You can convert a partition or subpartition into a nonpartitioned table, and a nonpartitioned table into a partition or subpartition of a partitioned table by exchanging their data segments. You can also convert a hash partitioned table into a partition of a composite *-hash partitioned table, or convert the partition of a composite *-hash partitioned table into a hash partitioned table. Similarly, you can convert a range- or list-partitioned table into a partition of a composite *-range or -list partitioned table, or convert a partition of the composite *-range or -list partitioned table into a range- or list-partitioned table.
Exchanging table partitions is useful to get data quickly in or out of a partitioned table. For example, in data warehousing environments, exchanging partitions facilitates high-speed data loading of new, incremental data into an existing partitioned table.
OLTP and data warehousing environments benefit from exchanging old data partitions out of a partitioned table. The data is purged from the partitioned table without actually being deleted and can be archived separately afterward.
When you exchange partitions, logging attributes are preserved. You can optionally specify if local indexes are also to be exchanged with the
INDEXES clause, and if rows are to be validated for proper mapping with the
When you specify
VALIDATION for the exchange partition operation, this is normally a fast operation because it involves only data dictionary updates. However, if the table or partitioned table involved in the exchange operation has a primary key or unique constraint enabled, then the exchange operation is performed as if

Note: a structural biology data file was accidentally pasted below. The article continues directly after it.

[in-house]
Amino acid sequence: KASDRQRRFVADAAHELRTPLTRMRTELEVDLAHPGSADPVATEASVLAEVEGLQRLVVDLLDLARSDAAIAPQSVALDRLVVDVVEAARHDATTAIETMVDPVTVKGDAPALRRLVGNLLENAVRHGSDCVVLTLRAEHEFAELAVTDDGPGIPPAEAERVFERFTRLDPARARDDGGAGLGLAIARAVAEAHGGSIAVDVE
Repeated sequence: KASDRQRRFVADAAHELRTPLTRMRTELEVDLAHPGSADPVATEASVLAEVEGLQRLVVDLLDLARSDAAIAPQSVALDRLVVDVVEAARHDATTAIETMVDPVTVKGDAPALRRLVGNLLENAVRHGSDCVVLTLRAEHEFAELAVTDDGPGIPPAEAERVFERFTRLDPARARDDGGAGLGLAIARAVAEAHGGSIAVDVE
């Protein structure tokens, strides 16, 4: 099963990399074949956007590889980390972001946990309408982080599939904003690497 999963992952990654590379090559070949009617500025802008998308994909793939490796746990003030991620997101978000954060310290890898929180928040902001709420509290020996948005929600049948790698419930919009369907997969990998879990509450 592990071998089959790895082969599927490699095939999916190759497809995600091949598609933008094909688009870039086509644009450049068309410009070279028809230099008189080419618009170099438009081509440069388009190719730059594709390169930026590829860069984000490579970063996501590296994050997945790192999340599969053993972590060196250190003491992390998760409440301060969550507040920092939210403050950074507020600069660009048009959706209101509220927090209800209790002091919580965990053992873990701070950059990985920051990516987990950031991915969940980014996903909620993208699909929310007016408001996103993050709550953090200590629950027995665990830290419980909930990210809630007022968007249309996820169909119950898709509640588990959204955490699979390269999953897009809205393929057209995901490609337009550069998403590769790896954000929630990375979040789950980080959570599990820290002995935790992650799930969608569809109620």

VALIDATION were specified to maintain the integrity of the constraints.
To avoid the overhead of this validation activity, issue the following statement for each constraint before performing the exchange partition operation:
ALTER TABLE table_name DISABLE CONSTRAINT constraint_name KEEP INDEX
Enable the constraints after the exchange.
If you specify
VALIDATION, then you must ensure that the data to be exchanged belongs in the partition you exchange.
Unless you specify
INDEXES, the Oracle Database marks the global indexes or all global index partitions on the table whose partition is being exchanged as
UNUSABLE. Global indexes or global index partitions on the table being exchanged remain invalidated.
You cannot use
INDEXES for index-organized tables. Use
Incremental statistics on a partitioned table are maintained with a partition exchange operation if the statistics were gathered on the nonpartitioned table when
DBMS_STATS table preferences
INCREMENTAL is set to true and
INCREMENTAL_LEVEL is set to
In situations where column statistics for virtual columns are out of order, the column statistics are deleted rather than retaining the stale statistics. Information about this deletion is written to the alert log file.
Oracle Database SQL Tuning Guide for more information about incremental statistics
Oracle Database PL/SQL Packages and Types Reference for information about the
For information about using views to monitor details about partitioned tables and indexes, refer to "Viewing Information About Partitioned Tables and Indexes".
This section contains the following topics: